If you suffer from a TMJ disorder, you understand the ways that it can affect day-to-day life. More than being just jaw pain, a TMJ disorder can limit your ability to enjoy a meal or even pursue a hobby like singing. It is important to learn all you can about your condition, so here are 10 things you need to know about TMJ disorders.
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You may hear people complaining about having TMJ, but that fact is every human should have a TMJ. It stands for temporomandibular joint. It is the joint that attaches the lower mandible to the rest of the skull. That’s why you will see us refer to the condition as either as a TMJ disorder, TMJ dysfunction, or TMD.
When someone has a TMJ disorder, the jaw isn’t the only place that pain is felt. Other common pains include, neck pain, ear pain, face pain, and even migraines. Additionally, some patients experience pain as far away as the upper back and shoulders.
Rather than just being a pain condition, TMD can also affect a person’s ability to use his or her jaw. Certain movements may be restricted. This can affect a person’s ability to chew or even speak.
TMJ problems can be attributed to a number of different issues. One common factor is that the problems often begin following an accident or injury. While the blow may not necessarily have been to the jaw, injuries of the neck can also lead to TMJ problems which can explain why the pain is not focused just in the jaw.
Bruxism, a fancy way of saying teeth grinding, can lead to jaw pain. This is a condition that is often related to stress. Besides jaw pain, bruxism can affect the teeth, wearing them away and eventually leading to tooth loss. If bruxism is the problem, the solution is often a combination of stress relief techniques and a mouthguard to wear to bed.
TMJ pain is not always chronic. Your jaw may just be tired. Try eating softer foods for a few days. If that doesn’t help, then there may be a bigger underlying cause.
Even if bruxism is not the cause of your pain, stress can still cause you to clench and release your jaw over and over. This can wear the joint out. So stress relief techniques are important for anyone with a TMJ problem.
We’ve already addressed that someone with TMD may suffer from bruxism. However, this is not the only sleep issue related to jaw pain. In fact, TMD patients are more likely to have obstructive sleep apnea (OSA). It is unknown how the two conditions are related. In other words, researchers can’t figure out if jaw problems lead to OSA or if people with OSA are just more likely to have a jaw problem. Either way, TMD is equated with sleep problems and that can lead to headaches or even migraines – both of which are more common for TMD patients.
We noted earlier that TMJ problems often arise after trauma and that neck pain is a common symptom. These two facts together lead us to look to the neck for the source of pain. For example, the atlas (C1) is in proximity to the TMJ, facial nerve, and ears. Plus, a misalignment of this bone can cause pain in the upper back and shoulders. This quickly paints a picture as to how an atlas misalignment can basically cause all of the symptoms that are common with TMD.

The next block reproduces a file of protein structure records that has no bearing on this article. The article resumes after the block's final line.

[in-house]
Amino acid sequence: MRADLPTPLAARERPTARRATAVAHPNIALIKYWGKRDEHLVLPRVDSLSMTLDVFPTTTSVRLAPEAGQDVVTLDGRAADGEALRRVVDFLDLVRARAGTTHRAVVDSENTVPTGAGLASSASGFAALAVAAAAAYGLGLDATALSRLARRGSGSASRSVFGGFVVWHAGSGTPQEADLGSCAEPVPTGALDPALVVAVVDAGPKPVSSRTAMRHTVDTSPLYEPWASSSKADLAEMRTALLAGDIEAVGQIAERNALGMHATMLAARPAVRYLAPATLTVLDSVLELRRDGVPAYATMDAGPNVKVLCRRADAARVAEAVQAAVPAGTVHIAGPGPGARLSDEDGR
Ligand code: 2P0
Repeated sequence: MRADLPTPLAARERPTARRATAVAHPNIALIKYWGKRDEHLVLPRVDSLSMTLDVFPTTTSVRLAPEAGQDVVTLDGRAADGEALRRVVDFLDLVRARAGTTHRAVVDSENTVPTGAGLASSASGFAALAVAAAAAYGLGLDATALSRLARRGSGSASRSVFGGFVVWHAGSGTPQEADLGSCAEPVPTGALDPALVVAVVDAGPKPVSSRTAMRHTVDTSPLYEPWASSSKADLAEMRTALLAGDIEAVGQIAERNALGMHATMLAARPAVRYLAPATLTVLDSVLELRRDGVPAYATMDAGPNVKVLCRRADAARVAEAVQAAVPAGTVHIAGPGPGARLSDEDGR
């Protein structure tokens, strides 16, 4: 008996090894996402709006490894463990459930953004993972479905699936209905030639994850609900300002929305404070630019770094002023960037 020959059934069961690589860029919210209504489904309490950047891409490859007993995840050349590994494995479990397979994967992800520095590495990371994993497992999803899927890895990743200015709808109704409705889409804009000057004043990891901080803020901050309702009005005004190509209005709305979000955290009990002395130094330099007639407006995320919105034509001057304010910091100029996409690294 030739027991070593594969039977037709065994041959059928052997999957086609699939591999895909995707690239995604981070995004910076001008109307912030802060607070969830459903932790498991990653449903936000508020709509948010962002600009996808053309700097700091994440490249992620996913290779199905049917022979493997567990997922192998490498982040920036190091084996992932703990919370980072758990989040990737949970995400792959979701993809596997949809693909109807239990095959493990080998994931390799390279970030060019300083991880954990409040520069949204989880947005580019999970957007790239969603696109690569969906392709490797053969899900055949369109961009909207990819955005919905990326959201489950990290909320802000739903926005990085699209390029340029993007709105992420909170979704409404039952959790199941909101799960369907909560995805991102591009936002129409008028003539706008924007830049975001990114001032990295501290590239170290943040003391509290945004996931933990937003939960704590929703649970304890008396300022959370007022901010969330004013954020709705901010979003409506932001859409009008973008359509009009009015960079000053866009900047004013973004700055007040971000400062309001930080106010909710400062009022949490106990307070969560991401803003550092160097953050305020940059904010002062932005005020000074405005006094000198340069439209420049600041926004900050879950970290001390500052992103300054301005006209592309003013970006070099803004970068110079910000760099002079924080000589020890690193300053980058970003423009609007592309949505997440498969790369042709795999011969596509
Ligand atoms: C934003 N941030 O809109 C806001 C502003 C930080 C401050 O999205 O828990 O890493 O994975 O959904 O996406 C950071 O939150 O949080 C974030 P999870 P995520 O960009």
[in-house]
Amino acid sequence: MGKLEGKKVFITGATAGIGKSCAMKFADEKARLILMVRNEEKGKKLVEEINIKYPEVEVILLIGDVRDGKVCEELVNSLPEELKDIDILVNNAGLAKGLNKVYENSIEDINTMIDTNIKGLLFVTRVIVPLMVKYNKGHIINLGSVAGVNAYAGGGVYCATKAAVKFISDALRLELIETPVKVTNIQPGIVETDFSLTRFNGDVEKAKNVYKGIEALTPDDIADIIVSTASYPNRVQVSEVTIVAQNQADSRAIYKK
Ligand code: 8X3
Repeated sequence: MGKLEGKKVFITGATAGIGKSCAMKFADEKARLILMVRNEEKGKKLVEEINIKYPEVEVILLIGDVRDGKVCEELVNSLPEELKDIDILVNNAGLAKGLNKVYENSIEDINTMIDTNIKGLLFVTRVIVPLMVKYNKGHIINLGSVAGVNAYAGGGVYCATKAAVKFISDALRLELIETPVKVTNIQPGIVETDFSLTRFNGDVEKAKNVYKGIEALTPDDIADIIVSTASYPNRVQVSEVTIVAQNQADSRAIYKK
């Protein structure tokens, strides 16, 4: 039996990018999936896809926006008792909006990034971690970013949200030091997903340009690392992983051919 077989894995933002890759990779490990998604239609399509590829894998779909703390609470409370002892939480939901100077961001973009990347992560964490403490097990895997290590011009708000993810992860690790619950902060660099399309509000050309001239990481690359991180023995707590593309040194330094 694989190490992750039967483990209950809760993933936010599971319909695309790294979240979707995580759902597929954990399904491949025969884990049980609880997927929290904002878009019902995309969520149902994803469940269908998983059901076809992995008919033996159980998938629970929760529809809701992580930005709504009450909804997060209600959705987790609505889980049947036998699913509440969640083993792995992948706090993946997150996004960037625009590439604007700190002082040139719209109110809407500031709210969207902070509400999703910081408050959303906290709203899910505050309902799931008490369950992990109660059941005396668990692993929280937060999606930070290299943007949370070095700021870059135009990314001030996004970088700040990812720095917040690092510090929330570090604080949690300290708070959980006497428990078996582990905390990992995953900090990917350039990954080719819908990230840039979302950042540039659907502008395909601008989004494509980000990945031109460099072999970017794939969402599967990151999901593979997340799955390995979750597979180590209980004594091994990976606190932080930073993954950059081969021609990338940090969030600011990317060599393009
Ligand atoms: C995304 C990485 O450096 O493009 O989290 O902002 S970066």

You don’t need to fight a lifelong battle with TMJ pain. Many have seen benefits through home care and other natural remedies. For example, you may get relief from simple things like:
We also would like to introduce you to upper cervical chiropractic care. This is a natural form of healthcare that is finding success in helping TMD patients. What is upper cervical chiropractic? It is a subspecialty of chiropractic that focuses on the top two bones in the spine, the C1 (atlas) and the C2 (axis).
If you have never experienced upper cervical chiropractic, here are three things that set it apart.
To learn more about what upper cervical chiropractic may be able to do for you, contact a practitioner in your area and schedule a no-obligation consultation.
The content and materials provided in this web site are for informational and educational purposes only and are not intended to supplement or comprise a medical diagnosis or other professional opinion, or to be used in lieu of a consultation with a physician or competent health care professional for medical diagnosis and/or treatment. All content and materials including research papers, case studies and testimonials summarizing patients' responses to care are intended for educational purposes only and do not imply a guarantee of benefit. Individual results may vary, depending upon several factors including age of the patient, severity of the condition, severity of the spinal injury, and duration of time the condition has been present.